What do you see in the pew/chair in front of you at church, tithing envelopes, a bulletin, maybe a hymnal, or a pencil? Do you ever find chewed up gum stuck to a giving envelope all folded up? It’s usually from some teenager deciding to stash his used gum away for the next visitor interested in something to chew on if the Church service had no meat to the message. This ABC gum is much like how the older generation passes along their commitments and debt to the next.
While sitting in my church the other day, I looked in the pocket of the seat in front of me, and noticed what resources they had provided for a welcoming experience. in the pocket was not just a giving envelope, but also a commitment card. On it, was a list of optional gifts you could donate towards the building debt. The card was a help to those of us who could not figure out what types of personal assets you could withdrawal value from. It listed many ideas such as, donating money from retirement accounts, old cars, and so on. The only other thing in the pocket was a pen – no bible, no hymnal, no bulletin. I guess there is no bible because the pastor expects us not to forget our bible at home, but on the other hand the commitment card is there just in case we forgot our money at home.
I know this similar phrase is used many times in correlation with tithing, but giving is an obligation as well as an opportunity. (In order to fit an Old Testament law under the age of grace, tithers say it differently, in that tithing is opportunity not an obligation) There are so many burdens of church debts that hinders us from practicing our opportunity to give. It’s like a bottom-less pit that we must constantly dig in order to stay on top of the bills and collectors. I pity the grandparents who feel they have to extinguish their dying assets to the church, instead of leaving an inheritance for their children. Read Proverbs 13:22, “A good man leaves an inheritance to his children’s children”. Because of debt, our giving is over-burdened with obligation.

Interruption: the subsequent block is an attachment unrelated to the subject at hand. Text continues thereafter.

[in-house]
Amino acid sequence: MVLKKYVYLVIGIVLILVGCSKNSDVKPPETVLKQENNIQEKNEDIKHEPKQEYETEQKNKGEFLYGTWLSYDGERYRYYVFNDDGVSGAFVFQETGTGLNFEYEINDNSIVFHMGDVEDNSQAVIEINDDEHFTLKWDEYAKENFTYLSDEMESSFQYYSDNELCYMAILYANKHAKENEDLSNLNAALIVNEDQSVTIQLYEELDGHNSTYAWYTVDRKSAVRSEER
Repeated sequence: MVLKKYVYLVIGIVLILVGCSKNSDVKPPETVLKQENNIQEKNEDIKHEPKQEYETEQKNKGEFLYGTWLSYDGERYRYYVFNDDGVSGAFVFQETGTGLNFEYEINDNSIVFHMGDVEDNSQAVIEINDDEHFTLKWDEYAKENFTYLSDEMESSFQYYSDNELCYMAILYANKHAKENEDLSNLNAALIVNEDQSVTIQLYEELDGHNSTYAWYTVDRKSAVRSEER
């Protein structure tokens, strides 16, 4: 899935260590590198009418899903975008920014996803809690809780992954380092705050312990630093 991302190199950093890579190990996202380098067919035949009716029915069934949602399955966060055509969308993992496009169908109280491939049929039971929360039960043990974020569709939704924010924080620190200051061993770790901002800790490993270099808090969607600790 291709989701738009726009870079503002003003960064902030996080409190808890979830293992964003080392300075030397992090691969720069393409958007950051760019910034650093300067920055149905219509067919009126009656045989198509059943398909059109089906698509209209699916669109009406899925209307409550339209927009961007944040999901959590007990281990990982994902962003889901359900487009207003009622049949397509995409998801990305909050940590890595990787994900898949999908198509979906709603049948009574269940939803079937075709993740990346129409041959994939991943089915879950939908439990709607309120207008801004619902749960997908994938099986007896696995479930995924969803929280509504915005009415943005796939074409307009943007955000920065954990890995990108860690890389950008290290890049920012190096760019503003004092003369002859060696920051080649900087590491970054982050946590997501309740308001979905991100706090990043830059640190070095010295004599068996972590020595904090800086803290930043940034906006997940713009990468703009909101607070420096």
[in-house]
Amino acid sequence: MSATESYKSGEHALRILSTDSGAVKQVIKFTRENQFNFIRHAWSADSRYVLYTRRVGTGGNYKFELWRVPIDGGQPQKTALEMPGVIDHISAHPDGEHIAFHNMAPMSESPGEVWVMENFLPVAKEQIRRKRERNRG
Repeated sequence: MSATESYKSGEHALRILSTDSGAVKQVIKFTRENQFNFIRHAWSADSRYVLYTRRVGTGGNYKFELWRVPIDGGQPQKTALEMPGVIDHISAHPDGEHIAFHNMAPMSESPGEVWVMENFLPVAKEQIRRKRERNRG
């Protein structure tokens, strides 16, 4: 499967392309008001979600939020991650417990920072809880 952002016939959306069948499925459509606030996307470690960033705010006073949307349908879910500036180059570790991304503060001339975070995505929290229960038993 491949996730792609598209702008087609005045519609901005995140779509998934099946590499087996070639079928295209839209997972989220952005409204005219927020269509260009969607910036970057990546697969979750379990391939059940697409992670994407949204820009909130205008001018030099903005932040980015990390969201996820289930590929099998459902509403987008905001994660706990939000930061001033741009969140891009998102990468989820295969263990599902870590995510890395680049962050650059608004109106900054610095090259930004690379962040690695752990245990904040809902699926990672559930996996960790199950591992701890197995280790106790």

Instead of leaving wealth to the next generation, we are leaving them with church debt and describing it to them as an opportunity for their era. These older adults have filled out their commitment cards without realizing that they’ve placed the card right back into the newly renovated pew with their wad of debt attached. Throughout the years many give thousands upon thousands to fulfill a dream of an organization and forget that their family is standing there wanting an inheritance. This older generation is much like the younger teenager who leaves a commitment card with gum attached for the next person to chew on. Stop leaving the next generation with your dreams and commitments with debt attached.
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